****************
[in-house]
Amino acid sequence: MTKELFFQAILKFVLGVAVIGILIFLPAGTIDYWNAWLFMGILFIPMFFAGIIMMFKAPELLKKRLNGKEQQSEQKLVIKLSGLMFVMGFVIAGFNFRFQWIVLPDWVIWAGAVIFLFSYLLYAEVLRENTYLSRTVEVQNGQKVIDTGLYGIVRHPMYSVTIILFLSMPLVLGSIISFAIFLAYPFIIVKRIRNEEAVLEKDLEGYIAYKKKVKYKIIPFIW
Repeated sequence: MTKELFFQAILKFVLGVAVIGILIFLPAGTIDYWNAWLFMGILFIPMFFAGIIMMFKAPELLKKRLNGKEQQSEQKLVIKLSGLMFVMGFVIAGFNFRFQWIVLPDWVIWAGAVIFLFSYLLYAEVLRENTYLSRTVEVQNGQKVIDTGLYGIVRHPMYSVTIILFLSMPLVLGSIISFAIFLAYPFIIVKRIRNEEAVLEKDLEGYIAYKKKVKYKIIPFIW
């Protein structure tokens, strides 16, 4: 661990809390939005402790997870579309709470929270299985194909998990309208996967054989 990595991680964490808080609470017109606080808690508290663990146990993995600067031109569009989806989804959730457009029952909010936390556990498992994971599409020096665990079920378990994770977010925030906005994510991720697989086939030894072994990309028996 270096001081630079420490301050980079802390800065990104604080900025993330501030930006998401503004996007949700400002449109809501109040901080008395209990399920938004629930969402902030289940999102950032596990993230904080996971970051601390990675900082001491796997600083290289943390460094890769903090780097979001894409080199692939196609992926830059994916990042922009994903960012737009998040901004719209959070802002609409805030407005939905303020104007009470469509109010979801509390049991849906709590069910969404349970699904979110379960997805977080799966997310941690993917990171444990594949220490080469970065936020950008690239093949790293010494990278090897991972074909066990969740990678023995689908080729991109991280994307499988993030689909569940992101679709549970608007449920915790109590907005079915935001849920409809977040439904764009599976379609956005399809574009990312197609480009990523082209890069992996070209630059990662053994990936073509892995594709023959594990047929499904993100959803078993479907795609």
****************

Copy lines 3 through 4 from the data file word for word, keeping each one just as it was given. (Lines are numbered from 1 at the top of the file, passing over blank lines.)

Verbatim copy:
Repeated sequence: MTKELFFQAILKFVLGVAVIGILIFLPAGTIDYWNAWLFMGILFIPMFFAGIIMMFKAPELLKKRLNGKEQQSEQKLVIKLSGLMFVMGFVIAGFNFRFQWIVLPDWVIWAGAVIFLFSYLLYAEVLRENTYLSRTVEVQNGQKVIDTGLYGIVRHPMYSVTIILFLSMPLVLGSIISFAIFLAYPFIIVKRIRNEEAVLEKDLEGYIAYKKKVKYKIIPFIW
């Protein structure tokens, strides 16, 4: 661990809390939005402790997870579309709470929270299985194909998990309208996967054989 990595991680964490808080609470017109606080808690508290663990146990993995600067031109569009989806989804959730457009029952909010936390556990498992994971599409020096665990079920378990994770977010925030906005994510991720697989086939030894072994990309028996 270096001081630079420490301050980079802390800065990104604080900025993330501030930006998401503004996007949700400002449109809501109040901080008395209990399920938004629930969402902030289940999102950032596990993230904080996971970051601390990675900082001491796997600083290289943390460094890769903090780097979001894409080199692939196609992926830059994916990042922009994903960012737009998040901004719209959070802002609409805030407005939905303020104007009470469509109010979801509390049991849906709590069910969404349970699904979110379960997805977080799966997310941690993917990171444990594949220490080469970065936020950008690239093949790293010494990278090897991972074909066990969740990678023995689908080729991109991280994307499988993030689909569940992101679709549970608007449920915790109590907005079915935001849920409809977040439904764009599976379609956005399809574009990312197609480009990523082209890069992996070209630059990662053994990936073509892995594709023959594990047929499904993100959803078993479907795609």